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Dos and don'ts when applying for visas

Wednesday, August 08, 2012    

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Q: The consular officer told me that I did not fill out the application form correctly, and that it could affect the result of my visa interview. I told the officer that I didn't fill it out, the travel agent did. Why should I be penalised for someone else's mistake?

A: The crucial first step in qualifying for a visa is to ensure that your application form is fully and correctly filled out. You alone are responsible for its content.

If you know how to use a computer and have access to one, it is best to fill the application out yourself. The embassy is mindful that not all applicants can do this, however. If you must seek assistance from others, a trusted friend or neighbour or family member is best. No specialised knowledge is required beyond basic computing skills. If you must use a professional travel agent, be sure that you supervise the agent at every step. Again, you alone are responsible for the answers.

Think of the application form as your first opportunity to establish your credibility with the interviewing officer. If your answers on the form are incomplete or incorrect, the officer will naturally begin to question the facts you state in your application and in your visa interview.

Two common pitfalls can be easily avoided in filling out your form. First, it is very seldom appropriate to answer any of the questions with the response, "does not apply". If the information were not pertinent, we would not ask for it. If a question seems to apply to you only indirectly, still try to provide as much information as you can in response.

Second, be sure that you read the question carefully before answering. One question, for example, asks if the applicant has ever been arrested or convicted of a crime, even if later subject to a pardon or expungement. The "or" in that question is important: Even if you were arrested for something you didn't do and were later acquitted, you must answer "yes" to this question and fully explain the circumstances. It is likely that the officer may have alternate sources of information on your arrest record. If you were to answer "no", hoping that the officer wouldn't know to ask anything further, the officer might begin to question your account, and to consider whether you have something more to hide.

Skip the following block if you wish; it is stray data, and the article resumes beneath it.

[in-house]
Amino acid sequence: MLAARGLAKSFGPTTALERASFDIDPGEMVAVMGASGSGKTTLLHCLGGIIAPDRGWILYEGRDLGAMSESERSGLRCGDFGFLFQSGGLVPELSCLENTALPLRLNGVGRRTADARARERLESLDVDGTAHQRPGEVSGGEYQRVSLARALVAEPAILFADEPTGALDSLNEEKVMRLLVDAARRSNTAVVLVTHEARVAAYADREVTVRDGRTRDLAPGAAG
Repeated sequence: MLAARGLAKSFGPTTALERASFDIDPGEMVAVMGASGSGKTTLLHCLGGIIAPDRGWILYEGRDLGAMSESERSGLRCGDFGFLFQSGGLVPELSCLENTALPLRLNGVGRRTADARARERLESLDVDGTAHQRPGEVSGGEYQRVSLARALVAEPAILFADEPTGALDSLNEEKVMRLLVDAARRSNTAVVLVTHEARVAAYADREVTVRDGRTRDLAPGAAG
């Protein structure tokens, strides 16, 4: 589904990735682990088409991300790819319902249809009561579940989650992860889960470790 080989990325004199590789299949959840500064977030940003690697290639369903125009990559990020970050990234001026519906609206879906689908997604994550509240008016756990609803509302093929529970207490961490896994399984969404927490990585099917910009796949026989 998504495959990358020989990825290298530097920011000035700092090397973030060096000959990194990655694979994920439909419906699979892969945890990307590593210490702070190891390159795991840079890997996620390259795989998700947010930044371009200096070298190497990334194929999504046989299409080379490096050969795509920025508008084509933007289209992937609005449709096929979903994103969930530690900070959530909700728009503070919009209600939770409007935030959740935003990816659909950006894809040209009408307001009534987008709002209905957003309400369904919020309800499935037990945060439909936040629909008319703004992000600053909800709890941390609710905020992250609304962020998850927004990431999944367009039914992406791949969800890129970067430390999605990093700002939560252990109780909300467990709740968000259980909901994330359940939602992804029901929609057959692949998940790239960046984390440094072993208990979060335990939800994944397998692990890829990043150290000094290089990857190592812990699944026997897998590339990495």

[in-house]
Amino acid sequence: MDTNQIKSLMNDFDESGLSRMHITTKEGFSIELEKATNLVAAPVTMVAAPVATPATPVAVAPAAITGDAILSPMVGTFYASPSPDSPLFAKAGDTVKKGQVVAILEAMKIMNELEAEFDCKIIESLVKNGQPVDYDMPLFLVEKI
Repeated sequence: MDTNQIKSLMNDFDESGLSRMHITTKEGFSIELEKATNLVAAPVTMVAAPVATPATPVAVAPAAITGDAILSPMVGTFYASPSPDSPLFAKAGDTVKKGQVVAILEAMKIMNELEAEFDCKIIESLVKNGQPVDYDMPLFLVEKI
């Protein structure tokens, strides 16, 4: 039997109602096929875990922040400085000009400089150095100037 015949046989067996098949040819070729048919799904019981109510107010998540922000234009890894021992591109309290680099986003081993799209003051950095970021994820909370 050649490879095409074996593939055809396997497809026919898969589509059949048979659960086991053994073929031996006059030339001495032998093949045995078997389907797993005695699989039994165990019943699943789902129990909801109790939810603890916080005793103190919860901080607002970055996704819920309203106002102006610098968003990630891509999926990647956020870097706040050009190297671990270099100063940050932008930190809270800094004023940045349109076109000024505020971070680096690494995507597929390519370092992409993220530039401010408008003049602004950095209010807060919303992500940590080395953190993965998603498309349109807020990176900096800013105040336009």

Remember that in the visa application process, the burden is on the applicant to establish himself as credible and qualified -- not on the officer. Filling out the application form honestly and completely is a good first step in showing yourself to be qualified. Failing to do so will put you at a significant disadvantage, and could result in the visa being refused.

For more information about American Citizen Services, please visit our website, http://kingston.usembassy.gov/service.html.

Reminder for US citizens

The 2012 election season is underway in the United States. To register to vote from abroad or to sign up to receive state-specific election alerts, visit http://fvap.gov. You may drop off your voting materials with postage affixed at the US Embassy in Kingston or at the US Consular Agencies in Montego Bay and the Cayman Islands for delivery to the United States.

The US Embassy staff in Kingston will answer questions you may have regarding the US Mission, including consular law, regulations and/or practice. In order to respect privacy, staff will not answer questions about specific visa applications. The embassy employs a visa appointment system, so it is only necessary for visa applicants to arrive 15 minutes before their scheduled appointment.

Send your questions to: editorial@jamaicaobserver.com and we will send them to the embassy.

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